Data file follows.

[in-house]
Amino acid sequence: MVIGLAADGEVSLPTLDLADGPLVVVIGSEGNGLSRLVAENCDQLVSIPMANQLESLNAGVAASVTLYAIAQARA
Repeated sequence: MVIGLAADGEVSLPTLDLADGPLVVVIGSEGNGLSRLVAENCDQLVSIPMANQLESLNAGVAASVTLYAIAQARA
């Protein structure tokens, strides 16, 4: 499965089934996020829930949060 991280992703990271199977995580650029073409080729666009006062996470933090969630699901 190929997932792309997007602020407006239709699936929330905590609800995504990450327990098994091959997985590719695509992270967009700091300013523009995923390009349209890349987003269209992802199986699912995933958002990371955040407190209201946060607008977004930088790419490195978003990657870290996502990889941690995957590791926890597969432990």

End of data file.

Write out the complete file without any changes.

[in-house]
Amino acid sequence: MVIGLAADGEVSLPTLDLADGPLVVVIGSEGNGLSRLVAENCDQLVSIPMANQLESLNAGVAASVTLYAIAQARA
Repeated sequence: MVIGLAADGEVSLPTLDLADGPLVVVIGSEGNGLSRLVAENCDQLVSIPMANQLESLNAGVAASVTLYAIAQARA
């Protein structure tokens, strides 16, 4: 499965089934996020829930949060 991280992703990271199977995580650029073409080729666009006062996470933090969630699901 190929997932792309997007602020407006239709699936929330905590609800995504990450327990098994091959997985590719695509992270967009700091300013523009995923390009349209890349987003269209992802199986699912995933958002990371955040407190209201946060607008977004930088790419490195978003990657870290996502990889941690995957590791926890597969432990």